The first race I did since my last post was the Woodhall Spa Triathlon. It's a sprint distance race (400m, 24k, 5k) which I've done many times before with varying degrees of success. With how well my training has been going this year I thought it would be a good way of testing myself against a large field on a course I know well. I was off in the second to last wave and opened up with a reasonable swim split - not quite performing to my best but not too shabby. I was in 3rd overall as I set off onto the bike but knowing quite a few of the other athletes in mine and the following wave, knew I would have to work hard.

 I pushed myself hard the entire way round but dropped down 3 places to some very fast cyclists, including Mark, the owner of TFN, and Simon George, who went on to set a new course record holder. Onto the run and I was definitely struggling, the whole way round I was expecting to by passed. I managed to move up 2 places but with about 1500m to go was passed by the fast finishing Chris Davies. Overall I finished 5th - probably the best position without actually getting an award. Despite Chris taking the age group win, I'm pleased with my position as this time last year I was nowhere near him. Happy with 5th out of 800+ and I'll be back next year looking for some silverware.


Next up was the Peak District Triathlon at Chatsworth, held only 20 minutes away from my house. This race was a backup in case I failed to qualify for the European Championships at the Nottingham Tri. As I'd already qualified, I was able to go into it quite relaxed. In advance I didn't think the course would suit me as the only flat part of the race was the swim. However, it turns out it suited the other competitors even less. The swim was a balmy 11 degrees Celsius and I was only able to warm up in the last 100m. I posted the 6th fastest swim in my age group - a good enough start to the race given the cold conditions.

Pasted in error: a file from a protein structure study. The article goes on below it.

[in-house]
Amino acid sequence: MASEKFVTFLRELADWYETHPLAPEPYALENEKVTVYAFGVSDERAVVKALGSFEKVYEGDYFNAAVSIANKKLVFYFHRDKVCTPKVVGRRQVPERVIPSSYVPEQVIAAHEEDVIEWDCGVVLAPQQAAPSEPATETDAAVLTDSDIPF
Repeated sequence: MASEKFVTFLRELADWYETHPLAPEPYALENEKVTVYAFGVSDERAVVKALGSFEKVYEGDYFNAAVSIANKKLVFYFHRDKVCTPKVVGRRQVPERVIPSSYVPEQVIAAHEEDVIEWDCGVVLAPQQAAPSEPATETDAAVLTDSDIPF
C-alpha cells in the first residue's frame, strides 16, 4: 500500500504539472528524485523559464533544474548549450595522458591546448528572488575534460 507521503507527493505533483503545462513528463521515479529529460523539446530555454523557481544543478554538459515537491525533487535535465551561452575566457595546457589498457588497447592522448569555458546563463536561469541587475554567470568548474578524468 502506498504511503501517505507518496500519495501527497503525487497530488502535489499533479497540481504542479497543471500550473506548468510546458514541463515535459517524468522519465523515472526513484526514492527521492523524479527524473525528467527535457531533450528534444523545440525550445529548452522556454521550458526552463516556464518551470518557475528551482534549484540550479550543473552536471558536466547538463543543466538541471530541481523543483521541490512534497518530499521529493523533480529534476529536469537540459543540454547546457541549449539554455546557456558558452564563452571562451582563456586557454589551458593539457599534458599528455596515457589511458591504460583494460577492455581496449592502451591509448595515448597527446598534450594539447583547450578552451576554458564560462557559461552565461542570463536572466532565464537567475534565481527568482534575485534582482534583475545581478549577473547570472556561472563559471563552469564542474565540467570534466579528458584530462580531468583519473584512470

The bike immediately took in a 3rd category climb. I had quite a few riders from earlier waves to chase all the way up to the top and managed to make up a lot of ground. Knowing the climb well definitely worked in my favour. The route then shot downwards and I was able to overtake a couple of riders from my age group, despite a particularly nasty section which was in the process of being resurfaced.

Onto the run I was in 4th position in my age group and chasing down the 3rd place athlete. The route was again very steep, winding its way from the transition area all the way to the hunting tower at the top and back down again - not for the faint of heart. I was pretty pleased to say I managed to run all the way up and I managed to come home in 3rd position in my age group and 11th overall.


My third race was at the Bassetlaw Triathlon in Worksop. I competed here 2 years ago and had a fairly decent result for my ability back then. This year I was looking for slightly more but didn't have the greatest preparation. The week before the race I picked up a nasty cold, courtesy of my brother. In an attempt to be healthy for the start I took a week off training but was still not 100% on the day of the race. With about 10 minutes to go until the start, I would have been content with just finishing.


I had a disappointing swim but came out of the water only 10 seconds behind the leaders. Within a kilometre of the bike I'd made it into 2nd position overall and that's where I stayed until the conclusion of the race. The overall winner was very strong and put time into me in every discipline. After a solid bike leg and a run within my current capabilities, I was happy to finish with 2nd overall and 1st in my age group.

I had in mind to do a couple more local races after Bassetlaw but one cold after another after another I decided to take an early off season and come back to training healthy, if not entirely fit! Since then I've gotten back into training in a big way, laying the foundations for a good winter block. I'm already looking forward to the new season. Once again, thanks for reading!

Sam

Sunday, 21 August 2016

Memorable Moments

I’ve recently been challenged to write a slightly different post to my normal race report style. After 6 years of racing, I’ve picked up quite a lot of tips from the sport of Triathlon and experienced a lot, racing in every weather condition (apart from snow) and spending my fair share of time laid on the floor trying to get my breath back.

For this post I thought I would reflect on some of my best/worst moments in my athletic career thus far. Whilst some of the stories mat have been mentioned previously, my hope is that this will be a refreshing twist to a blog which ordinarily just focuses on my current season and race performances.